Diagnosis Code H50.0
Information for Medical Professionals
References found for the code H50.0 in the Index of Diseases and Injuries:
- Inclusion Terms: Inclusion terms
List of terms is included under some codes. These terms are the conditions for which that code is to be used. The terms may be synonyms of the code title, or, in the case of “other specified” codes, the terms are a list of the various conditions assigned to that code. The inclusion terms are not necessarily exhaustive. Additional terms found only in the Alphabetic Index may also be assigned to a code.
- Convergent concomitant strabismus
- Type 1 Excludes Notes: Type 1 Excludes Notes
A type 1 Excludes note is a pure excludes note. It means “NOT CODED HERE!” An Excludes1 note indicates that the code excluded should never be used at the same time as the code above the Excludes1 note. An Excludes1 is used when two conditions cannot occur together, such as a congenital form versus an acquired form of the same condition.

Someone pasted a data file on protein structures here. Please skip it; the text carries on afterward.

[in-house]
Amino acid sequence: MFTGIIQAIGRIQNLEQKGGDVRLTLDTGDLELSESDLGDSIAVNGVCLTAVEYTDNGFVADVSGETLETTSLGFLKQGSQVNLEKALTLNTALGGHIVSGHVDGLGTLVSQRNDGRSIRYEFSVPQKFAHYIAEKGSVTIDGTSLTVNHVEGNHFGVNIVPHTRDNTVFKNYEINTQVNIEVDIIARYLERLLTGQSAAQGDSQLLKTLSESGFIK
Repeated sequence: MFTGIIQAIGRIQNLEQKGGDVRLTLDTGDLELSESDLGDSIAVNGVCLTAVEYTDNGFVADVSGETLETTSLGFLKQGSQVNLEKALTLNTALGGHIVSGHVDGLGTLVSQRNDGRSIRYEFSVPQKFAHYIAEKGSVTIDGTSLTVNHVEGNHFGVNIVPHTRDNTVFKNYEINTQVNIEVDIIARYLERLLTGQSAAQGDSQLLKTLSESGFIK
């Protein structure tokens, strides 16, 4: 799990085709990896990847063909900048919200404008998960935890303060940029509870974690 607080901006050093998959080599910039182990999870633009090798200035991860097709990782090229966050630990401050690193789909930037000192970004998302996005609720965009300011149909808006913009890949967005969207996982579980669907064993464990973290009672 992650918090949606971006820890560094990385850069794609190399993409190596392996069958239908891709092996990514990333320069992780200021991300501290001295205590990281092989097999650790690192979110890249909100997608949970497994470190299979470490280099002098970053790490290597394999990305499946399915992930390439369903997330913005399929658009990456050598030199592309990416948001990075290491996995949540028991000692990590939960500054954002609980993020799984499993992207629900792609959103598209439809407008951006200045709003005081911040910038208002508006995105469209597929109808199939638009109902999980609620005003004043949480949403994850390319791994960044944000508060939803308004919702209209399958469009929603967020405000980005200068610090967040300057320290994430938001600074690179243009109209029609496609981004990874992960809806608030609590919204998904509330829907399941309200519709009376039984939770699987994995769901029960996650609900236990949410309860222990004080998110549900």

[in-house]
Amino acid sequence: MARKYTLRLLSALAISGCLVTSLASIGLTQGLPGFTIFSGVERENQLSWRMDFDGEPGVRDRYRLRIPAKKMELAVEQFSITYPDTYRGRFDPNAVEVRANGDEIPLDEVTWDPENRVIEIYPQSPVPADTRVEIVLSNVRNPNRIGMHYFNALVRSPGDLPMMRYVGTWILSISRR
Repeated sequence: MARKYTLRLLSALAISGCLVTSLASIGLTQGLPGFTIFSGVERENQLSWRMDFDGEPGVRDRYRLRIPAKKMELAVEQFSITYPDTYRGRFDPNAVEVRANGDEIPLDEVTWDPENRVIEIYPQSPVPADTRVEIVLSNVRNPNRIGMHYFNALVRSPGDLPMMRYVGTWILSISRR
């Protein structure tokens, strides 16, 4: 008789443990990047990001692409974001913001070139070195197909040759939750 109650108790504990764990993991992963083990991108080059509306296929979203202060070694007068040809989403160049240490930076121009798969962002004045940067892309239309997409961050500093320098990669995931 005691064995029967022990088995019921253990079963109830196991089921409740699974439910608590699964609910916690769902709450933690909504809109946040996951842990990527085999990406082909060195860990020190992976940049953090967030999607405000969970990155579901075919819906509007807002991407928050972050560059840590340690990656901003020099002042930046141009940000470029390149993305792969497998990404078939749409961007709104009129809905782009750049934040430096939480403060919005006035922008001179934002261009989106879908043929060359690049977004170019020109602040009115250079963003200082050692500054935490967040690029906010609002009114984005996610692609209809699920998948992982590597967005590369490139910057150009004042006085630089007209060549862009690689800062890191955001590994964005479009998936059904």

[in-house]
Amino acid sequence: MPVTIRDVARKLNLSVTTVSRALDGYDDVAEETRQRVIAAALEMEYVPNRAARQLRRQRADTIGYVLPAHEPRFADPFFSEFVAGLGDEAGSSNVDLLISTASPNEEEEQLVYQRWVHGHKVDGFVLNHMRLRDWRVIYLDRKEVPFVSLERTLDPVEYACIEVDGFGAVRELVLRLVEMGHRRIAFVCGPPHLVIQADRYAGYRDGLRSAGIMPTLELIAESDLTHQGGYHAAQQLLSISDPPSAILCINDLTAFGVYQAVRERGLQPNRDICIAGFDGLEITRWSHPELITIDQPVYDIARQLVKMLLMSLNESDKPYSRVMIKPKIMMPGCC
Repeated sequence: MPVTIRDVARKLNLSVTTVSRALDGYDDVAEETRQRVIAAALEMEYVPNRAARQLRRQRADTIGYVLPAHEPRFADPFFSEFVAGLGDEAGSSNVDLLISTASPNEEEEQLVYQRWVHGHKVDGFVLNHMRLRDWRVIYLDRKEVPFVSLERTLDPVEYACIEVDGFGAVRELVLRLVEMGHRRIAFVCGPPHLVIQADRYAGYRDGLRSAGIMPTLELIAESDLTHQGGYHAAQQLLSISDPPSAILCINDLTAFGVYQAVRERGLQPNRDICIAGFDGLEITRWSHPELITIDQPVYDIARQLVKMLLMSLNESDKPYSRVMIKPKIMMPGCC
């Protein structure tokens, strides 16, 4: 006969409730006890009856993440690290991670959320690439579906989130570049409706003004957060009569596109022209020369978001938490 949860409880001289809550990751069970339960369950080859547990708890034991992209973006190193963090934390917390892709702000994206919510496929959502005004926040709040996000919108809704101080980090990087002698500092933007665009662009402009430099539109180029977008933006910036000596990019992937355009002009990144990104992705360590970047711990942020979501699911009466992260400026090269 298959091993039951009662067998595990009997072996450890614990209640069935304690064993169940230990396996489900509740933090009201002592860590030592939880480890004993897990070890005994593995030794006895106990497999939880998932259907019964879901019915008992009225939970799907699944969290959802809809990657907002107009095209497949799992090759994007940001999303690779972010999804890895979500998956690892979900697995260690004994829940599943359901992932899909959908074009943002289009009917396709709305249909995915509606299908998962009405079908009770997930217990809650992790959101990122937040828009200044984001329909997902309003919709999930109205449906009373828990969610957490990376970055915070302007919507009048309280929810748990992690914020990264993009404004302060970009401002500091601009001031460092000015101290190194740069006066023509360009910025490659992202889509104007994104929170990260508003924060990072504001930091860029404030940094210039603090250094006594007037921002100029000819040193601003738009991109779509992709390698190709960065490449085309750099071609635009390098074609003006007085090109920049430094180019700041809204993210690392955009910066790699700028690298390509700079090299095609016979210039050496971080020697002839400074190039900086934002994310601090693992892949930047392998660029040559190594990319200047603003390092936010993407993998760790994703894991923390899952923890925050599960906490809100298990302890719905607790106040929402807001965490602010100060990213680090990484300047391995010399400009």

- intermittent esotropia (H50.31-, H50.32)
Information for Patients
When you look at an object, you're using several muscles to move both eyes to focus on it. If you have a problem with the muscles, the eyes don't work properly.
There are many kinds of eye movement disorders. Two common ones are
- Strabismus - a disorder in which the two eyes don't line up in the same direction. This results in "crossed eyes" or "walleye."
- Nystagmus - fast, uncontrollable movements of the eyes, sometimes called "dancing eyes"
Some eye movement disorders are present at birth. Others develop over time and may be associated with other problems, such as injuries. Treatments include glasses, patches, eye muscle exercises, and surgery. There is no cure for some kinds of eye movement disorders, such as most kinds of nystagmus.
- Cranial mononeuropathy III
- Cranial mononeuropathy VI
- Eye muscle repair
- Supranuclear ophthalmoplegia